Justin Stearns and Joshua Landis discuss the implications of Russia’s engagement in Syria and the role of identity politics in the Syrian civil war.
Monthly archives for October, 2015
Syrian President Bashar al-Assad visits Moscow.
Iran is sending hundreds of men from its elite forces to Syria.
Libya’s rival governments reject U.N.-brokered unity deal.
U.S. annual military aid to Israel could increase by $1 Billion
Four-fifths of Russia’s airstrikes in Syria don’t target ISIS, study says.
Saudi Arabia increased its military spending by 17 percent in 2014.
I Got Syria So Wrong | By Frederic Hof, Politico
I spent early 2011 trying to ease tensions between Syria and its neighbors. I never predicted the brutality that would come from inside.
Iraq: The Clerics and the Militias | By Joost Hiltermann, The New York Review of Books
What both the ISIS and governance crises have laid bare is the bankruptcy of the post-2003 political class, which has mismanaged and ruined the country they inherited from a US military power that itself was utterly incapable of managing it. While rightly decrying the Saddam Hussein regime for its appalling oppression, these parties—including Abadi’s and Maliki’s Da’wa, the Badr Organization, and the Supreme Islamic Council of Iraq, to name only the largest—have increasingly mimicked the Baath party’s structure and methods. They’re secretive, suspicious, and undemocratic, and if their rule has not been as systematically repressive as their predecessor’s, it is only because they have failed to consolidate power in the same way.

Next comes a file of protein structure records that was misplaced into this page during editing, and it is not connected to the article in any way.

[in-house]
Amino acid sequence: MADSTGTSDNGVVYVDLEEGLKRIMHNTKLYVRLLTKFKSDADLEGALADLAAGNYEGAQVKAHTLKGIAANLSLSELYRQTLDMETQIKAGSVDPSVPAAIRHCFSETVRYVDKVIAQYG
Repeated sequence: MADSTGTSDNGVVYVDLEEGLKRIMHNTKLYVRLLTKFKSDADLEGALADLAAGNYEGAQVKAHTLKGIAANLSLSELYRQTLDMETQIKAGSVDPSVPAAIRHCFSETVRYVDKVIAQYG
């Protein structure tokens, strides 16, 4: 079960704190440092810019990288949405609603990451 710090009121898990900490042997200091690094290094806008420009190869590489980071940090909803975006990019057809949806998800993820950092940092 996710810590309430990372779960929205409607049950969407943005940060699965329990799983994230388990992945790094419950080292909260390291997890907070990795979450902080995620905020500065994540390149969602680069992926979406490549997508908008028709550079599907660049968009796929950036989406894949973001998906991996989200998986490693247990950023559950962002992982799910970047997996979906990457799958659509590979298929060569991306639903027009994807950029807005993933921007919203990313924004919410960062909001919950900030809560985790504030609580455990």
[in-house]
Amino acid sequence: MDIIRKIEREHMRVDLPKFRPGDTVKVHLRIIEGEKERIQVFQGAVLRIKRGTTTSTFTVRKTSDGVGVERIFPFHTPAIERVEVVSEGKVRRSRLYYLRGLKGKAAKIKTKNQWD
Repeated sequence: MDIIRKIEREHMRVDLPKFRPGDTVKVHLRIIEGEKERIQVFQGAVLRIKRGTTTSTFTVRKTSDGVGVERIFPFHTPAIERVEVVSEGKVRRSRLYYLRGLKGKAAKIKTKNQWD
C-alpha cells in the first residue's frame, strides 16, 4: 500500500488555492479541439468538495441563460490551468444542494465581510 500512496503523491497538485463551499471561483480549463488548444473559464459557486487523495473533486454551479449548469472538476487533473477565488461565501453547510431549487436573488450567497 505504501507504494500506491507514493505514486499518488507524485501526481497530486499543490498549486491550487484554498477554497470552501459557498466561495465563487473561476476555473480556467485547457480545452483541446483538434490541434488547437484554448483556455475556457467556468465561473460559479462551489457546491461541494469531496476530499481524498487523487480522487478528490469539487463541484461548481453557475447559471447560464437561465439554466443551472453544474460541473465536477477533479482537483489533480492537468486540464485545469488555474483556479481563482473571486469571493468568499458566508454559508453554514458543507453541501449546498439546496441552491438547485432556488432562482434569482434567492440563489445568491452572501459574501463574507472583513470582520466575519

Putin’s Syria Gambit Aims at Something Bigger than Syria | Dmitri Trenin, Carnegie Moscow Center
A quarter-century after its withdrawal from Afghanistan, Russia is again at war in a Muslim country outside of the perimeter of its historical empire. Moscow’s intervention in Syria, however, is very different from its past uses of military power, marked by overland invasions and occupations. It is also happening in a regional environment which is new: a Middle East where outside powers, including the United States, are playing a much less dominant role than ever in the last 100 years; and non-state actors like IS are threatening to upend the system of states created after the fall of the Ottoman Empire.